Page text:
It was in Tamil cinema that the Sridevi genius was nurtured and matured. 16 Vayathinile is another powerful film from the 1970s starring the Rajini-Sri-Haasan troika. Directed by P. Bharathiraja, 16 Vayathinile is billed as a cult classic of Tamil cinema, responsible for introducing realism and rural imagery in the Madras talkies. Long before Anurag Kashyap brought the grim and violent life of serial killer Raman Raghav on Hindi film screens, Sridevi was part of a similar subject in Kollywood. P. Bharathiraja’s Sigappu Rojakkal (1978) is about a twisted businessman who lures women and kills them. Haasan’s Dileep falls in love with the salesgirl Sarada (Sridevi) and marries her. Soon, she discovers his dark side and tries to escape. Interestingly, 1977’s Gayathri, too, features a perverted husband, this time played by Rajinikanth, who clandestinely films his wife Gayathri (Sridevi) in bed. Rajinikanth is a porn filmmaker out to exploit his beautiful wife. In her Tamil output of the 70s, the young Sridevi was often faced with insurmountable odds and dire predicament from which she has to find an escape route.

Sridevi’s Telugu years were also equally successful. She was just as much of a tour de force. Among others, she has the amusing honour of working both with the superstar A. Nageswara Rao and his son Nagarjuna in hits like Premabhishekam and Govinda. In 1991, she teamed up with Ram Gopal Varma for Kshana Kshanam. The maverick RGV has admitted his fanboy love for the actress. Reportedly, the infatuated filmmaker was so “jealous” of Boney Kapoor for marrying her that he wanted to kill him. Of course, you have to take whatever Varma says, especially on Twitter, with a pinch of salt. But in his star worship of Sridevi, he briefly touched upon an aspect of the “Goddess of Beauty” (his words) that forge Sridevi’s image as a rare star who inspires films and filmmakers even at her age. Both English Vinglish and the more recent Mom (incidentally, it released in four languages familiar to the actor, including Tamil and Telugu) were written especially for Sridevi.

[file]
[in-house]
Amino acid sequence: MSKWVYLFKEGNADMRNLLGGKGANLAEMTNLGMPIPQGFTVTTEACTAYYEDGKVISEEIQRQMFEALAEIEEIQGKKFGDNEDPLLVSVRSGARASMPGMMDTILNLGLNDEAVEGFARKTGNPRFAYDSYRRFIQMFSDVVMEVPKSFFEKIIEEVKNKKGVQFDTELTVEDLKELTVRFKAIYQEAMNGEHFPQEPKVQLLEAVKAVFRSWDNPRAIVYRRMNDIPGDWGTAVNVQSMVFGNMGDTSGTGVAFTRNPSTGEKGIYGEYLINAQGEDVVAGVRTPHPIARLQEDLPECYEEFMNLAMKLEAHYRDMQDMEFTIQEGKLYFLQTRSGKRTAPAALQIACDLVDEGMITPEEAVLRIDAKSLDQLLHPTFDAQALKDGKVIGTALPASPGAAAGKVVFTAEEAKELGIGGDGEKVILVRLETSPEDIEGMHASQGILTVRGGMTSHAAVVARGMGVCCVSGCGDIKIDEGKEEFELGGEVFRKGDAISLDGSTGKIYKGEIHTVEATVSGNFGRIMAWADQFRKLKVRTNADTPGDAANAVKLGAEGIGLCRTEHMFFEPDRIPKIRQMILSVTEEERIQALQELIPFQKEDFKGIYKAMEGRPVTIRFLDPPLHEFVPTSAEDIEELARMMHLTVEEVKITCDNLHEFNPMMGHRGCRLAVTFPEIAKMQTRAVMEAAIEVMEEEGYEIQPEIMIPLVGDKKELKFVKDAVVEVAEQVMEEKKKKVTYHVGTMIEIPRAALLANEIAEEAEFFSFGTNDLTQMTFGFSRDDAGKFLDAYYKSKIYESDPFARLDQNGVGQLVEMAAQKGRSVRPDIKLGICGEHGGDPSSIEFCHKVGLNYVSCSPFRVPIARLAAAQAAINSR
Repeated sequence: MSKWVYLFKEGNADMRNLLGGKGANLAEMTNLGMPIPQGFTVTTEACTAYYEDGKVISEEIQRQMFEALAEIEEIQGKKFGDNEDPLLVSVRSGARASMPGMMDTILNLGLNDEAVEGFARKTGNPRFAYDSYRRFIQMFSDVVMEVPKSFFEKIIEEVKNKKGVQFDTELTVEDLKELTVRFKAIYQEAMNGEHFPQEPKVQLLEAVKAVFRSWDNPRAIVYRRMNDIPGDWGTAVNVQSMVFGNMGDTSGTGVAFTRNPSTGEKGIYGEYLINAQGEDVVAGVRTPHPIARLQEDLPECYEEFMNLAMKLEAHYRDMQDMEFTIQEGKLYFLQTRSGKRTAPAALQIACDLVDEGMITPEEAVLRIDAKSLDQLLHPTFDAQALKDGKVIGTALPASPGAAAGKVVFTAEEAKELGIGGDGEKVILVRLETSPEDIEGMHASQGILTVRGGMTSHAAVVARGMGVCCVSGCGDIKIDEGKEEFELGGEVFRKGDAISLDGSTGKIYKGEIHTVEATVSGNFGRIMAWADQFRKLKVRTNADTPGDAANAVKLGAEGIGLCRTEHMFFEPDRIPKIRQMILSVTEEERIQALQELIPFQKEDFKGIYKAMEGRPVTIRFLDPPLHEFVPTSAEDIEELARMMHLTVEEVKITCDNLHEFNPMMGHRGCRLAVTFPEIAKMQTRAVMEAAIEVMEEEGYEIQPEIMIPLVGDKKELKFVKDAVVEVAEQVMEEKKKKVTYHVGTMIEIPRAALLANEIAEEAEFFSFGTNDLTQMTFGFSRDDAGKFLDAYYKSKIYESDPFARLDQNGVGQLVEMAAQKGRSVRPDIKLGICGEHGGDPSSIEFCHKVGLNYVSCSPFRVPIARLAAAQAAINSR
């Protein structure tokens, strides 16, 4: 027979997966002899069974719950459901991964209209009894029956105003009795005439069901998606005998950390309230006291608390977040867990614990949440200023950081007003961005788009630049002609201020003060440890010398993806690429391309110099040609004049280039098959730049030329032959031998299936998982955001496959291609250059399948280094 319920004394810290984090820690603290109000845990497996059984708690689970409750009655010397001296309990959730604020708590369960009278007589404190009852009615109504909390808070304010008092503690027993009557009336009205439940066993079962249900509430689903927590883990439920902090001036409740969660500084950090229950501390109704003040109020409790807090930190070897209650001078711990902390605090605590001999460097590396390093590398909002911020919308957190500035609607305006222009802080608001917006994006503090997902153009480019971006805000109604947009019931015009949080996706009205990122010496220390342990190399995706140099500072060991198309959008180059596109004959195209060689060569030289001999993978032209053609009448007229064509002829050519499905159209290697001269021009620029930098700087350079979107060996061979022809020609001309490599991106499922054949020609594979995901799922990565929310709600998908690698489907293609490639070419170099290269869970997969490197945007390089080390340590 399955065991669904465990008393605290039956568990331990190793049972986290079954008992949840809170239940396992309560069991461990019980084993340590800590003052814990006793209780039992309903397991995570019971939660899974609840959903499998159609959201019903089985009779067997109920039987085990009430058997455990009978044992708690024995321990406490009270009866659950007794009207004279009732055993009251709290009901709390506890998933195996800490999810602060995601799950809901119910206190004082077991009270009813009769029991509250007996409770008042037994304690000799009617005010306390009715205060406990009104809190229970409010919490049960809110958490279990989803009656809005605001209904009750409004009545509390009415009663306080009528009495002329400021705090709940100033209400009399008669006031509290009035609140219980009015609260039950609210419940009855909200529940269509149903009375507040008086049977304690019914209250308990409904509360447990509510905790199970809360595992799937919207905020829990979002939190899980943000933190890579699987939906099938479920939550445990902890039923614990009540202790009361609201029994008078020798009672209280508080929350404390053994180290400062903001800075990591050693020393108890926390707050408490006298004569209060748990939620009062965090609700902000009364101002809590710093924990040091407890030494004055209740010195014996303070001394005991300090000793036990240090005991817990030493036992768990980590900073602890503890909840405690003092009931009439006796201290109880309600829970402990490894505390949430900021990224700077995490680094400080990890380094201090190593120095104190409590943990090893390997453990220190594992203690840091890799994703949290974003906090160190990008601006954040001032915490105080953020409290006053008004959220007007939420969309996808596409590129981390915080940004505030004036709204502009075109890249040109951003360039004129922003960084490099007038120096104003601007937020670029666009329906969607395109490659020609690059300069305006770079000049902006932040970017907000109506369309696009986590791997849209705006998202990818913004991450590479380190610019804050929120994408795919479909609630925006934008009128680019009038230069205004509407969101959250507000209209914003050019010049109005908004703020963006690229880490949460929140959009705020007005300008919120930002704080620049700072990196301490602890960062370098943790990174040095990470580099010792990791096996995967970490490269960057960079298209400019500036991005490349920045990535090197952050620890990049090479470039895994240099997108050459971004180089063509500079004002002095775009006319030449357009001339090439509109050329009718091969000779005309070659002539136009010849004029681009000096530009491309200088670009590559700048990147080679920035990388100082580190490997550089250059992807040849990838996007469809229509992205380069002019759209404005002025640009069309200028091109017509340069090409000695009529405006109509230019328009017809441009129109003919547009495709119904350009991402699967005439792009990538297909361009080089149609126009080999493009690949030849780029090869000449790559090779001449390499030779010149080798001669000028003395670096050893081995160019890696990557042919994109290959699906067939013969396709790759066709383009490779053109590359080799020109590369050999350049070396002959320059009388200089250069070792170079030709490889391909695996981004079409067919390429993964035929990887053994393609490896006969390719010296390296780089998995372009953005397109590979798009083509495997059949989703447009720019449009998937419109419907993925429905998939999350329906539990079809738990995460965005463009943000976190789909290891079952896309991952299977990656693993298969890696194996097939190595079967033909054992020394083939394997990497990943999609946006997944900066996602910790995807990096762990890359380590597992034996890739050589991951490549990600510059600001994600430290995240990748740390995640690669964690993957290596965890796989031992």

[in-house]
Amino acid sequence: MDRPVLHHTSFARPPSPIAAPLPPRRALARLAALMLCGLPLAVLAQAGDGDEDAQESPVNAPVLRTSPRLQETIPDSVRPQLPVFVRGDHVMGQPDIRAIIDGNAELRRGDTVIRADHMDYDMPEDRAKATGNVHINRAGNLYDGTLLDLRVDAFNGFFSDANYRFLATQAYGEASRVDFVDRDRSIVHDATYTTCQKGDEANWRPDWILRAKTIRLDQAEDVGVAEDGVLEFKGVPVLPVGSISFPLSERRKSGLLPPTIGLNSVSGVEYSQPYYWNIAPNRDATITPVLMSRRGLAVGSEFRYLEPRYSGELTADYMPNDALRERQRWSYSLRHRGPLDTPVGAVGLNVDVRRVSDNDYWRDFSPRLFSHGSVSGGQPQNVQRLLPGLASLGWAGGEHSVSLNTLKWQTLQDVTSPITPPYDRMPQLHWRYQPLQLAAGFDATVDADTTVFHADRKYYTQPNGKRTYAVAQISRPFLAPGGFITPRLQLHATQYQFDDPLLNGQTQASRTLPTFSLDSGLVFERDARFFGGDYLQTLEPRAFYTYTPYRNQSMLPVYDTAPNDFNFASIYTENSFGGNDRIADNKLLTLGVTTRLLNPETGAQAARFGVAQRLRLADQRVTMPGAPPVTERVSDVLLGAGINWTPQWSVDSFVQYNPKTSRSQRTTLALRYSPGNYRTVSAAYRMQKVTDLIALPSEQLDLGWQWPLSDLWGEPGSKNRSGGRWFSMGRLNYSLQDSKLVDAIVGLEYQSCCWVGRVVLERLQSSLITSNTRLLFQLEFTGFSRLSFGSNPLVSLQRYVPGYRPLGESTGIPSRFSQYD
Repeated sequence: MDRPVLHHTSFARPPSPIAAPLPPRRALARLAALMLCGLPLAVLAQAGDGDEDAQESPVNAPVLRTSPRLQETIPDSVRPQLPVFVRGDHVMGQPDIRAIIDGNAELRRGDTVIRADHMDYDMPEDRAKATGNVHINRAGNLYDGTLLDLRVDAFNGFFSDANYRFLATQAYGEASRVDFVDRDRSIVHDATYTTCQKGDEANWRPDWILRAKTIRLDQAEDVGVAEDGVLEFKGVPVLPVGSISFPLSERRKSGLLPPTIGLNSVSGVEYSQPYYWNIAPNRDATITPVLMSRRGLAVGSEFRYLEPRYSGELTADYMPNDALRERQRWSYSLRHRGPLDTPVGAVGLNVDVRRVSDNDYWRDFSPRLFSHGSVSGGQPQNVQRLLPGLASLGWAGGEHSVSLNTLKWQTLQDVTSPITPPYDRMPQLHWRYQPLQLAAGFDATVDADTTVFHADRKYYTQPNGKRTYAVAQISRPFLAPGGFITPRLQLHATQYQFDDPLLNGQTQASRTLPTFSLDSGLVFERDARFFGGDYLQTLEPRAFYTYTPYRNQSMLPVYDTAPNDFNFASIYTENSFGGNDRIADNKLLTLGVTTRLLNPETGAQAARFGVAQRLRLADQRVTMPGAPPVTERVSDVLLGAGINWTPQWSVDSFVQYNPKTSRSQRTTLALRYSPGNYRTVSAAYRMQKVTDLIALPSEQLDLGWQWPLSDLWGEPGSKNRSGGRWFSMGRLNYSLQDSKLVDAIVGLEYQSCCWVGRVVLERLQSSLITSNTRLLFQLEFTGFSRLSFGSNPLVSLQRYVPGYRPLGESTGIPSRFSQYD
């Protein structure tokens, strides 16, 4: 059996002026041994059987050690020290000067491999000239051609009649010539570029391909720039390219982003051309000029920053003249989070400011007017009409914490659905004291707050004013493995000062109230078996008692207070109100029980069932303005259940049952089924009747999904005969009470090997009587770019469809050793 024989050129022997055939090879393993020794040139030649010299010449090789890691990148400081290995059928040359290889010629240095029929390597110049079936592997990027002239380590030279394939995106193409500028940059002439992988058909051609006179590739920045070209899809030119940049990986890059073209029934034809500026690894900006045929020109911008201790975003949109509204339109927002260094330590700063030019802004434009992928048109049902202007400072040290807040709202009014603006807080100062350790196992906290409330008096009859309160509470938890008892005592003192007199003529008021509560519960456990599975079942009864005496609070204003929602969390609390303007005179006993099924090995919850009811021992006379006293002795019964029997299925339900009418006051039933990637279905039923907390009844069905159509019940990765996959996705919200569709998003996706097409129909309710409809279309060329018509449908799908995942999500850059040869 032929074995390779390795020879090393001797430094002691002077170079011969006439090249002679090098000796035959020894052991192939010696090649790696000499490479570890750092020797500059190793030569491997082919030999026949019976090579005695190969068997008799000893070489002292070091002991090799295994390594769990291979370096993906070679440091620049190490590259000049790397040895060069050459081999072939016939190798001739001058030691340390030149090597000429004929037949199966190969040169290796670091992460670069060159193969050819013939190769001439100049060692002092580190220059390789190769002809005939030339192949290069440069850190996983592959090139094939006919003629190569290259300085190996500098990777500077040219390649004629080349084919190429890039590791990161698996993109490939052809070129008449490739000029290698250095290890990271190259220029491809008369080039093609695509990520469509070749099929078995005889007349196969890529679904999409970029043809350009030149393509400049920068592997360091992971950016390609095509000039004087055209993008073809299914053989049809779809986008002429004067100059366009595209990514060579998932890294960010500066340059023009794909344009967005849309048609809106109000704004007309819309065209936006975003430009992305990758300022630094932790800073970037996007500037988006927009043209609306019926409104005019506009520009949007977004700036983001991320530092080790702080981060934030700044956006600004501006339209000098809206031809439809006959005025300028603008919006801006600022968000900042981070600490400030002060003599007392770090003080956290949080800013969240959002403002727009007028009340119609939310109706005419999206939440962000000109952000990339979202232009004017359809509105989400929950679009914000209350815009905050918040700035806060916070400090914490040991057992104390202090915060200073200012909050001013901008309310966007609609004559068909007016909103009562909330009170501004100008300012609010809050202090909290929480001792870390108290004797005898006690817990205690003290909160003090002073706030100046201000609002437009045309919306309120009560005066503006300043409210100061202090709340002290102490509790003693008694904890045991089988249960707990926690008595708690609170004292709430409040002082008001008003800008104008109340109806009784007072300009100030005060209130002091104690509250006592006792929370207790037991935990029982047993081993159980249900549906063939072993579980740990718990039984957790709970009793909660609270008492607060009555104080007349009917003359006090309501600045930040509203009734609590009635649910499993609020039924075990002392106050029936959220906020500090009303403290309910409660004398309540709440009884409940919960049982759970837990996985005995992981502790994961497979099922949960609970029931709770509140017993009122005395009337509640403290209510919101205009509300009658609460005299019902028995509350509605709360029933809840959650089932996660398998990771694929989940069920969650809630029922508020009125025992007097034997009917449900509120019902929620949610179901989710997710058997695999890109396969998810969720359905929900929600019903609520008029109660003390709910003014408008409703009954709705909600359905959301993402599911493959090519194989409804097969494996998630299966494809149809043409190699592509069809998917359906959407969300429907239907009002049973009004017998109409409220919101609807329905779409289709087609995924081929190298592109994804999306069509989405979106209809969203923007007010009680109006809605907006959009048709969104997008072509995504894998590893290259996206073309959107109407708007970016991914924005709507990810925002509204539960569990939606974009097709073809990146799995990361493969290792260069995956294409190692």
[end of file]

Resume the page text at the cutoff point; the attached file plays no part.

The actress has also appeared in Malayalam cinema, debuting in Mollywood as an eight-year-old in Poompatta (1971). Interestingly, she worked with the late J. Jayalalithaa in such Tamil multi-starrers as Nam Naadu and Kandhan Karunai. She also acted alongside Dr Rajkumar during her Kannada stint in the 70s. Sridevi was already a top star before Bollywood came along to appropriate her, giving her a pan-India branding.

Though she was working in Bollywood since the late 1970s, it was only in mid-80s that her Hindi cinema career truly picked pace with Himmatwala – itself a Southern remake. It didn’t take much time for Bollywood to turn the Thunder Thighs into Miss Hawa Hawai. Before long, she was wowing the Hindi audiences with her comic act, chiffon saris in Chopra-scape and “wounded puppy eyes” to borrow a phrase from film critic Baradwaj Rangan.

(Shaikh Ayaz is a writer and journalist based in Mumbai.)

About Indianspice Staff Reporter

Report and write stories for It is our ambitious goal to cover issues/events/news concerning South Africa and the diaspora.